Tutorial: mounting small textiles on a gallery wrapped canvas pt2

July 10, 2019

If you missed part 1 of this tutorial you can find it here or scroll to the previous post. I’m mounting these small embroideries to give them more presence. Many viewers might not have had any experience with textiles in a fine art setting can immediately appreciate  them as works of ART when they see them framed or mounted like a painting. Also – I just really like them this way.

Now that my canvas is painted in a way that will enhance and support my textile art, I’m ready to mount the works. I chose to wire the backs before mounting the embroideries as that process is a little rougher and I wanted to be gentle with the artwork.

Use a card to Mark one third down from top

Step 1. Use a card to measure and mark the wood approximately 1/3 down the inside of the frame.


Drill starter holes on the mark

Step 2. Drill a starter hole for your eye screws at the mark.


Twist in eye screws and add wire

Step 3. Twist in eye screws. I use a small screw driver poked into the eye to twist it all the way in. I measured out my wires and used jewelry pliers to wind the wire snugly in. I’ll tape those twists later just to make sure nobody cuts themselves on the ends of those sharp wires.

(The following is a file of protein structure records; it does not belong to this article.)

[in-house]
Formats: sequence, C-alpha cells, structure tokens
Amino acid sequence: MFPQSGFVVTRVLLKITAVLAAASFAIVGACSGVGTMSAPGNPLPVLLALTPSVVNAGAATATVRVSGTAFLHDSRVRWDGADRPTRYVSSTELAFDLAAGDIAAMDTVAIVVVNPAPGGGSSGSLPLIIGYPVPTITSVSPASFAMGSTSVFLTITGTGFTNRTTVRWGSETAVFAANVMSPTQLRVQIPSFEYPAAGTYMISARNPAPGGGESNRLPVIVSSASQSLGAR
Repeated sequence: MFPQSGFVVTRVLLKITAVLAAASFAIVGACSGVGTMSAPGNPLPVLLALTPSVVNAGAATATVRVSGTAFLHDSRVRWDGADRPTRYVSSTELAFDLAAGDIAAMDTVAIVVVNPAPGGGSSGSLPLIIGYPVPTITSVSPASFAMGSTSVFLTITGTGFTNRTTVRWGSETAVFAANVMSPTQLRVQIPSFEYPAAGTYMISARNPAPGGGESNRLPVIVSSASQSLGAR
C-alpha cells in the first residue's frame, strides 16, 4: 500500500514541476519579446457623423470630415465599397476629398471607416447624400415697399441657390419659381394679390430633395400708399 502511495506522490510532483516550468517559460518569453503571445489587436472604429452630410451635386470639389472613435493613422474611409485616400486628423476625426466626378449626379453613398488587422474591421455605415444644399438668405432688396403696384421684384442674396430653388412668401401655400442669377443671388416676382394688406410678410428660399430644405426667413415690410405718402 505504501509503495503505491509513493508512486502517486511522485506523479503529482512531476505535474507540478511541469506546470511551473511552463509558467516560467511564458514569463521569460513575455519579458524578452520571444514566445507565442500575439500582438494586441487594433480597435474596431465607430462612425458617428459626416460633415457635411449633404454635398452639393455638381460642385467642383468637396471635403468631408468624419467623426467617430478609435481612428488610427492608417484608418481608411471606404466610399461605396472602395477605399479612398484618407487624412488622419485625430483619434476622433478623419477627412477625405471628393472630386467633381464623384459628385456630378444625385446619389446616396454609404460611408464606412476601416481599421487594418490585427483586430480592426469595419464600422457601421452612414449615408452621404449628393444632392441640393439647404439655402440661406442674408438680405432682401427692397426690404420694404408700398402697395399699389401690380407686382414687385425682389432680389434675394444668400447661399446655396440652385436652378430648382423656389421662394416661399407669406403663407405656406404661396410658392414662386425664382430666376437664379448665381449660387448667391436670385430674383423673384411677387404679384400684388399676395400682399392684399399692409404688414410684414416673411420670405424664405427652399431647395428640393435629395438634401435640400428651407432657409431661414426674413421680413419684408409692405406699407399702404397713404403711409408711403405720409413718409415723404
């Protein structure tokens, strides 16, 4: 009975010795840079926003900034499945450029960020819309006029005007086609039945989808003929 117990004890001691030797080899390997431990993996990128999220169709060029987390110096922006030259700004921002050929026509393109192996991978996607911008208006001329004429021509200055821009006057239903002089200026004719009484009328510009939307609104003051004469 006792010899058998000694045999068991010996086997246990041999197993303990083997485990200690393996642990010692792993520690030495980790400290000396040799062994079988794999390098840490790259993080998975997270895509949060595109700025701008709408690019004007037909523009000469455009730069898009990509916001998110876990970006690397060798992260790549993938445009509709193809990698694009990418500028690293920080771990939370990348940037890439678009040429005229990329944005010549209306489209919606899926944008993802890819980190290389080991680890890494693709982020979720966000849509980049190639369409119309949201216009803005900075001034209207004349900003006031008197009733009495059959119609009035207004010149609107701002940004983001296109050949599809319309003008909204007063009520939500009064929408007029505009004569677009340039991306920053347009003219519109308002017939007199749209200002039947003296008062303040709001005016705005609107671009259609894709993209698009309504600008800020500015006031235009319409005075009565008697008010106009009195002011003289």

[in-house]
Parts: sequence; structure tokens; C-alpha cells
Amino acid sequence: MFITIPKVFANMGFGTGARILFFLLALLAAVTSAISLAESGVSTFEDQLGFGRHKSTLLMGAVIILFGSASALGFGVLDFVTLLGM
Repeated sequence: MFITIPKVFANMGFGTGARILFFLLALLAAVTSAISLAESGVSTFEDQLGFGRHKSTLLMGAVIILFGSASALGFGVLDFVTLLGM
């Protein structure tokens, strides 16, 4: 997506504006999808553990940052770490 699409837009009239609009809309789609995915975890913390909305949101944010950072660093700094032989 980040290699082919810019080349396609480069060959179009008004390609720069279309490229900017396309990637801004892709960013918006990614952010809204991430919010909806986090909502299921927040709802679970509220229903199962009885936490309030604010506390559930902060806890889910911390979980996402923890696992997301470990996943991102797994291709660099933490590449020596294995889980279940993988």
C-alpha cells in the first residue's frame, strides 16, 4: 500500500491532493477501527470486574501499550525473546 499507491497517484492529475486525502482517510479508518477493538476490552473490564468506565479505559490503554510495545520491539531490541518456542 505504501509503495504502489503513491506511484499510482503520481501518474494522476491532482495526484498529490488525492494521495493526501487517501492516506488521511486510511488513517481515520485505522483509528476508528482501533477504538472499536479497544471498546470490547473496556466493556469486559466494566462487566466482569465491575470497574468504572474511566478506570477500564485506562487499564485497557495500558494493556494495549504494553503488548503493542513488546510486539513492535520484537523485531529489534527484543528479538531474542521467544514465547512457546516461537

Mark the size of the artwork onto the center of the canvas.

Step 4. I used paper to make a template the size of the canvas, centering the artwork. Mark where the sides and corners of the artwork will be.


Brush a light layer of gel medium inside markings

Step 5. Brush a light layer of gel medium inside your markings then gently lay your textile work onto it. Make sure it is centered then smooth it down.  Use a small brush to apply medium to the underside of the corners and edges.

This works fine for these pieces because they have a layer of wool felt that keeps the medium from bleeding through to the top layer of cloth. If I only have one layer of cloth I would sew the work directly to the canvas.

Lay something flat and heavy on top e canvas while it dries

Step 6. Lay something flat and heavy on top e canvas while it dries. In this case I laid two canvases face to face then weighted the frames with wood to press the embroideries without smashing them while the medium cured.



Mill Stone Embroideries by Lyric Kinard

Hope youve enjoyed watching his process. My online course, Picture it Framed, offers a whole boatload of video lessons with other options for mounting and framing textile work. 

Learn more about Picture it Framed here.

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  • Reply
    Patti Maxwell
    August 4, 2019 at 8:54 pm

    It’s fascinating to watch the process. I will appreciate them even more when I see them at the art show.

  • Reply
    July 19, 2019 at 5:34 am

    Thanks for these two tutorials Lyric. I found them very helpful and I appreciate your generosity.

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